Deputy Johnson's suggestion was that a linen industry could be built up in this country, that flax could be grown, yarn could be spun and cloth could be made, that you could find a market for it in this country and that that would be well worth considering. He also indicated that a market, presumably for the surplus, could be very well found in the United States of America, and he pointed out, quite rightly that this country was specially suitable for the production of flax, and, generally, for the linen industry. He pointed out also that flax to some extent was a crop rather like sugar beet, and that if special measures were taken to establish a sugar beet industry in the country some attention should certainly be paid to the flax industry, which brings land under tillage, and gives a very big amount of employment, and in the end there is a factory process employing labour as well. That is all true. These are considerations undoubtedly that should be taken into account. But surely Deputy Johnson realises that his programme is extremely ambitious, and that a programme of that sort could not be carried out without consideration extending over months and months, without bringing in technical skill of the highest order from outside the country, and without having an entirely different sort of conference from the conference that is suggested here——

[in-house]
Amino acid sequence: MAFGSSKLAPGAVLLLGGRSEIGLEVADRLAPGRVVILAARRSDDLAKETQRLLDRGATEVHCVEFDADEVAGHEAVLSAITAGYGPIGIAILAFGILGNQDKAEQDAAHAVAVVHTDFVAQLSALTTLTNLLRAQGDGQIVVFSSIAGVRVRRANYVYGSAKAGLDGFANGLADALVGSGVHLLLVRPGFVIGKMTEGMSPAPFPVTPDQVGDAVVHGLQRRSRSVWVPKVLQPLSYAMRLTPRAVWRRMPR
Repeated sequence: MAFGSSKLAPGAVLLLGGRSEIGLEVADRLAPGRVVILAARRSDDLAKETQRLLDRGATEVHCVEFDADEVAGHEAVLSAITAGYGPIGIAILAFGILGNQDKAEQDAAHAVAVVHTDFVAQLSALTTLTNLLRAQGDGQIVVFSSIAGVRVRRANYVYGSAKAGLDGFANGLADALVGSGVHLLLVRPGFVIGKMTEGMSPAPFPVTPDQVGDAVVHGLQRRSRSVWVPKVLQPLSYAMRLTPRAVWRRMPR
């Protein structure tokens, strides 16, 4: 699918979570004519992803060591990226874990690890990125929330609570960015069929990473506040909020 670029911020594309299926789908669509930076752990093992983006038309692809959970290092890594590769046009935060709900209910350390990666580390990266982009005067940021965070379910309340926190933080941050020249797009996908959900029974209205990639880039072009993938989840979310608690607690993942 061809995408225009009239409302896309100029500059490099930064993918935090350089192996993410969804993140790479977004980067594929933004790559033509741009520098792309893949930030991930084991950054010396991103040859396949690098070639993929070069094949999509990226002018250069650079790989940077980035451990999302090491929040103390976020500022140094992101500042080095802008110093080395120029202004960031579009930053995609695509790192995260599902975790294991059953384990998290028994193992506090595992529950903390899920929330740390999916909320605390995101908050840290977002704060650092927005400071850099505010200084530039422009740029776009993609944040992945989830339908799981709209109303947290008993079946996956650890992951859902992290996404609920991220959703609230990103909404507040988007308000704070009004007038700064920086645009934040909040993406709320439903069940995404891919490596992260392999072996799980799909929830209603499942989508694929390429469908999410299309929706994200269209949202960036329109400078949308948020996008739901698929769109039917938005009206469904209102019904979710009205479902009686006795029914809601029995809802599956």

I think there is plenty of skill in the country.


—And the conference suggested here as extended by the Deputy's own suggestion, to bring in the weavers. What is the position? Flax growing in the Free State is not entirely unknown. Farmers in the flax-growing districts know as much about flax-growing as they know about the growing of mangolds and turnips. The methods of cultivation are well known, the results we have to expect are well known, the weight of the crops, the quality of the fibre, and all the rest of it, is fairly well known. I do not say that there is not room for improvement in development and research, but there is room for improvement in development and research in regard to the mangold crop, oats, or any other crop. Flax is in exactly the same position. The process is very well known. equally there is nothing new to be known about the weaving and spinning. So far as there is a problem it is purely a commercial problem, and it exists not only in the Free State, where it is comparatively unimportant at present, but in the North of Ireland, where it is of the profoundest importance. What is the position with regard to our flax-growing? I suppose one-fourth of the flax grown in Ireland is grown in the Free State—I am guessing my figures, but they are approximately accurate—and of that one-fourth I should say that not one-fourth again is grown in the South of Ireland. I should say that three-fourths—or perhaps five-sixths would be nearer to it— of the flax that is produced in Ireland is produced in Ulster, including Free State Ulster.